Somar Zaragoza currently attends Pacific Union College and is pursuing a BSN in nursing. She hopes to get her Masters one day and help individuals from all walks of life. She is from Southern California and enjoys exercising and reading when she has free time.
The college life struggle would not be complete if it were not for those occasional notices that you get in your email. Emails that seem worse than statements from the bank saying that you’ve just used up good proportion of your savings on textbooks, or that group message stating that the project is due this week and your part is still missing. Worse than these, is a summons from the professor. And worse yet, a professor in regards to your long-hoped-for-degree.
Sometimes the professor requests to see you in their office right after class, and the moment you realize that you’ve been called in, your stomach twists in knots and the psychological cramps that start to form in your mind make you want to curl up in a corner; all the while your head is spinning, running through the possible reasons, trying to figure out what you did wrong. Was it a bad test grade? Did they notice the pitiful struggle of trying to remain conscious during lecture? Was that small percentage drop in your grade the beginning of a steep decline down? What, what?!
When we do know what we are called in for, it doesn’t make it any better, does it? Just the thought of facing an individual who has the power to change the course of your future career with the click of a button or a word to possible employers is enough to impose dread.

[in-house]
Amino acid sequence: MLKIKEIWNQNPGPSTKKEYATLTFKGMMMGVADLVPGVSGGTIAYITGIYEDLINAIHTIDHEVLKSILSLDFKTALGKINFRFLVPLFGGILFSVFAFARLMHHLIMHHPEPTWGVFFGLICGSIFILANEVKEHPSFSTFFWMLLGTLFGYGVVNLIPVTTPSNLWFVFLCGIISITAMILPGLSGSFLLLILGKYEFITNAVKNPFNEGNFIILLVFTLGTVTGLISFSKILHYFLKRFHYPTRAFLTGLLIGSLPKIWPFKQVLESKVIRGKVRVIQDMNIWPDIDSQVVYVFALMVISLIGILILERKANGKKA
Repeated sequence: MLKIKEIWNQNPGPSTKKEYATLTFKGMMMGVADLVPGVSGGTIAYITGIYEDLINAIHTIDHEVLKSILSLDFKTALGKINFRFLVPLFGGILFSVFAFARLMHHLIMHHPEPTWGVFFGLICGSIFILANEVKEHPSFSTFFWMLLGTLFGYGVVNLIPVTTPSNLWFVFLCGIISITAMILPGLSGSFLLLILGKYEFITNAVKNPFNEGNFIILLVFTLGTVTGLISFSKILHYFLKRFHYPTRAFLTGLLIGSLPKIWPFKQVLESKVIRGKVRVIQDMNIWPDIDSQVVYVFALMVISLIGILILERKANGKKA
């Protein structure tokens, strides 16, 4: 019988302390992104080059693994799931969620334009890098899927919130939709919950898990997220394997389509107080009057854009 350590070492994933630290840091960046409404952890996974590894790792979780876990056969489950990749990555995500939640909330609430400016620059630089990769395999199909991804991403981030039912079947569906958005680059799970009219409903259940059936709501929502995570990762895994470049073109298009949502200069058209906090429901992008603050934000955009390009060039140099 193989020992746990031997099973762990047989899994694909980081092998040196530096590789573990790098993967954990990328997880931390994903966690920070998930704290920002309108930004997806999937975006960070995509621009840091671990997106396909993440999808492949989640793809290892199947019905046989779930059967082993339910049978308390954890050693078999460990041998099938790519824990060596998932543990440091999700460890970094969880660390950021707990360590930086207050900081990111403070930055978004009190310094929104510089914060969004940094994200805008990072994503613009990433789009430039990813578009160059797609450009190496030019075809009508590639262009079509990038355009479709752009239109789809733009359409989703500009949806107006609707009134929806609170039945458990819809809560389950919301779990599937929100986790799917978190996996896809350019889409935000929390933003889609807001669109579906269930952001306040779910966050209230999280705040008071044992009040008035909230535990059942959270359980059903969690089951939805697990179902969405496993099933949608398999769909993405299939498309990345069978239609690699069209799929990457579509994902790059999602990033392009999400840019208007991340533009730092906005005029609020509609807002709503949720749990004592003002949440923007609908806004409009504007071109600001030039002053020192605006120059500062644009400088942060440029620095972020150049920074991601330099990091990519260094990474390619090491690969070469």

But professors are intended to help their students. If they call in a student, it is for the purpose of trying to help to set them back on the right track before we veer right off of it. It could be trying to dissect your minds to see what is going on that is inhibiting you from providing the optimal work that you are capable of. When I had my own talk with my professor, she set up a plan for me to follow, setting up weekly goals and scheduling a time to meet with her to view my performance. The whole purpose was to prevent failure, a very good thing to avoid at all costs. And it did help, substantially enough that I was able to look forward to a new round of classes and material, besides finally understanding what a Care Plan was really all about. It was a bit humbling on my part, because the truth of the matter is, we as human beings do not appreciate the fact that we are wrong or that we need help. We would rather figure it out for ourselves and ace every test and situation thrown our way. If we could, we’d be expertise in regards to the major we want right out of high school graduation.
Our professors know what they are doing, it all a matter of giving them a chance before leaping to the conclusion that they are out to get us, and all the school wants is our money. Over time, it also get easier, meeting with the professors. Some may even become our colleagues and friends.
So let’s put our pride aside, and acknowledge that we have some work to do. Take a few good deep breaths and step toward the door where your professor is waiting for your entrance. Thank them for their help; you’ll appreciate it in the short and long run.